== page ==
following questions: It should be assumed that an anti-diabetic therapy with a concerning
cardiovascular safety signal during phase 2/phase 3 development will be required to
conduct a long-term cardiovascular trial. For those drugs or biologics without such a
signal, should there be a requirement to conduct a long-term cardiovascular trial or to
provide other equivalent evidence to rule out an unacceptable cardiovascular risk? Of the
16 voting members, 14 voted yes. The transcript from this two-day meeting is shown on
the link on the bottom of the slide where you can also read the rationale behind the votes.
At this meeting we discussed the Cardiovascular Assessment in the Pre-approval and
Post-approval Settings for Drugs and Biologics Developed to Treat Type 2 Diabetes. We
heard presentations by experts in the fields of endocrinology and cardiology. Then our
advisory panel discussed and voted on this issue. This panel was comprised of
endocrinologists, diabetologists, cardiologists, statisticians, and drug safety experts.
had internal deliberations considering the discussions that had taken place at that meeting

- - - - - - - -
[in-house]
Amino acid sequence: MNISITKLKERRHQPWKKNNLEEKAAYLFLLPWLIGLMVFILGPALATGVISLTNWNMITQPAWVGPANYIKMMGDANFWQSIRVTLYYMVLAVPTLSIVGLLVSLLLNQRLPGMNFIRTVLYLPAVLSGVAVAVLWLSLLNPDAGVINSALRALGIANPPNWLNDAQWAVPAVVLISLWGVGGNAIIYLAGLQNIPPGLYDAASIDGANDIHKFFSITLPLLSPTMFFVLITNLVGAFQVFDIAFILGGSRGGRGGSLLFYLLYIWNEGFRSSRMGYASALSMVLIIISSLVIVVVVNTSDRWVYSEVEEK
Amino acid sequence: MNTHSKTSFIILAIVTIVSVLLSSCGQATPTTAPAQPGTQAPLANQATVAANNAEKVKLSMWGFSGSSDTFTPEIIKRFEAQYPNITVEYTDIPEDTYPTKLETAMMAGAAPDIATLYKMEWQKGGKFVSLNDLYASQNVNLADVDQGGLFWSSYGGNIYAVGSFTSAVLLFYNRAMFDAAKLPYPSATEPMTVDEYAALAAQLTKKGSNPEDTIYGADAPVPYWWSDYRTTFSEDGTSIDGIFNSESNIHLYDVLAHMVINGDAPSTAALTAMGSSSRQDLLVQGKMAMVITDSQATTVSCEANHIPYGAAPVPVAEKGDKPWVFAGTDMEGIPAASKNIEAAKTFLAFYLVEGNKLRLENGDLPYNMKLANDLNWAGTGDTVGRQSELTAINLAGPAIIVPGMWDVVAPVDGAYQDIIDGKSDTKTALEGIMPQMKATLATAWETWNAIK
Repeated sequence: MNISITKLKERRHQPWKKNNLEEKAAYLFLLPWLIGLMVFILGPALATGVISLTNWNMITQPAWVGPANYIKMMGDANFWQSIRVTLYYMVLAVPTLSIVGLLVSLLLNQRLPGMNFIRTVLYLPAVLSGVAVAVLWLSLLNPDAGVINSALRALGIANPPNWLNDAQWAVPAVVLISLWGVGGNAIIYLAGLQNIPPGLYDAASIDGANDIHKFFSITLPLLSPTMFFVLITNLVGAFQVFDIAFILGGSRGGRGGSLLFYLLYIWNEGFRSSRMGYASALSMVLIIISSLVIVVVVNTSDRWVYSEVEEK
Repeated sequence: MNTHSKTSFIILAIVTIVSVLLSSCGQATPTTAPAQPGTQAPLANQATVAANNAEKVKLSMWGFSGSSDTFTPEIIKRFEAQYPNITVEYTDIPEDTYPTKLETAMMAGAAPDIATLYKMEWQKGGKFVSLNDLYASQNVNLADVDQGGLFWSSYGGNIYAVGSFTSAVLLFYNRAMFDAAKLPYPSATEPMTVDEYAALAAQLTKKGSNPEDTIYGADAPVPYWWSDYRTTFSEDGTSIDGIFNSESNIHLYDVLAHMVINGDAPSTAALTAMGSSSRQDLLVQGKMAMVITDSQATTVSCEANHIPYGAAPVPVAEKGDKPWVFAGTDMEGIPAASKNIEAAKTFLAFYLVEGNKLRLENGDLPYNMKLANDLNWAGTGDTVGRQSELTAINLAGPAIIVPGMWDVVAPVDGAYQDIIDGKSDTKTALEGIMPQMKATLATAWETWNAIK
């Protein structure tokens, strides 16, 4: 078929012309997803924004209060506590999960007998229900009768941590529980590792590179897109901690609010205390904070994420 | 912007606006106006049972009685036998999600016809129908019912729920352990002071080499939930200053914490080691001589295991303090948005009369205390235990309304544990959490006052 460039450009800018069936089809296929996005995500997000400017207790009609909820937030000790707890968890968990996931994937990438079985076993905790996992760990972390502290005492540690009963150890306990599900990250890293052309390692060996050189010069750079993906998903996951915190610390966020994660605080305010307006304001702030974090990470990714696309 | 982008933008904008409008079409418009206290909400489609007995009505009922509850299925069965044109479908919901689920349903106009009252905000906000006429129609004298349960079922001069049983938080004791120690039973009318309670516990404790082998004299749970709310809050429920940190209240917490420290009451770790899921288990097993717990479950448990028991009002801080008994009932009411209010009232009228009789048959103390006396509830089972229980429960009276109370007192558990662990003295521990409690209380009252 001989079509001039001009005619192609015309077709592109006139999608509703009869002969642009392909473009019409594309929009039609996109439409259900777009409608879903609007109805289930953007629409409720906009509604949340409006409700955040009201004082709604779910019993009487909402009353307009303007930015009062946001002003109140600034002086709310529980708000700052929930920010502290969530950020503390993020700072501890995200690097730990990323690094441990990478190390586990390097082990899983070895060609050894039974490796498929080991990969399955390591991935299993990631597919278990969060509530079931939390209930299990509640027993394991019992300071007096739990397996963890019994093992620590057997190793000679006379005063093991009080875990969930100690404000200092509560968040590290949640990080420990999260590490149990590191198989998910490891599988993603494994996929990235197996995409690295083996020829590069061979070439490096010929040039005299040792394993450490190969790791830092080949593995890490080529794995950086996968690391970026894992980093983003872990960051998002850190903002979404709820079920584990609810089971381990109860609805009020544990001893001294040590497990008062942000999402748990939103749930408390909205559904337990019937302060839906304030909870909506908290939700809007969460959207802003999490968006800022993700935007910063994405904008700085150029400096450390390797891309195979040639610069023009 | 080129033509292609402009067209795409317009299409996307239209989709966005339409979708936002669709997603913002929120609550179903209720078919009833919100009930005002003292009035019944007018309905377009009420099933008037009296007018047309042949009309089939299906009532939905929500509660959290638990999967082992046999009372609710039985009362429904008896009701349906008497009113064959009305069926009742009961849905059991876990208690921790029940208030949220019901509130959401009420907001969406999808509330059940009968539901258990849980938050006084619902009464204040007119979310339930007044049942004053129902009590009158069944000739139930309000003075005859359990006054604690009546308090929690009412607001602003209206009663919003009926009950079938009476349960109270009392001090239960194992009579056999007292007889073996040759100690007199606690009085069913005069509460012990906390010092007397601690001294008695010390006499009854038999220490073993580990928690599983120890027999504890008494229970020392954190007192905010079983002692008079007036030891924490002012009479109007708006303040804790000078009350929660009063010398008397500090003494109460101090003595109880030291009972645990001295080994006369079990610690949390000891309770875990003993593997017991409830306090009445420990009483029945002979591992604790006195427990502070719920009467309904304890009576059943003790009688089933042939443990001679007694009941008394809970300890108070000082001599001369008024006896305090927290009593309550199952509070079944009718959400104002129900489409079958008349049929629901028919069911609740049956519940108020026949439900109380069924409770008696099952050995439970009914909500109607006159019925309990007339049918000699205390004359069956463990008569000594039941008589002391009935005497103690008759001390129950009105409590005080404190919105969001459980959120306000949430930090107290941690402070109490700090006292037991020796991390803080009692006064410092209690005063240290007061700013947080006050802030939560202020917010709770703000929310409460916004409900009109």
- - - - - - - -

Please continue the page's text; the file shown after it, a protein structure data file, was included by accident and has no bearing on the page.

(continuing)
as well as other data and subsequently published in December a final guidance entitled,
‘Evaluating Cardiovascular Risk in New Anti-Diabetic Therapies to Treat Type 2
Diabetes’. I would now like to spend a few minutes talking about this guidance because
it bears directly on what we will be discussing today. For those who are not aware, a
guidance document is basically a document that describes FDA’s current thinking on a
particular topic and provides recommendations on that topic.
At the end of this two-day meeting, the panel was asked to vote on the
For a few months after the July 2008 Advisory Committee meeting, FDA
Scribes, LLC Toll Free 1-800-675-8846 www.scribesllc.com
but is dosed twice daily. There are other GLP-1 agonists, including longer acting
formulations, under development.
I would now like to turn to our July 2008 Advisory Committee meeting.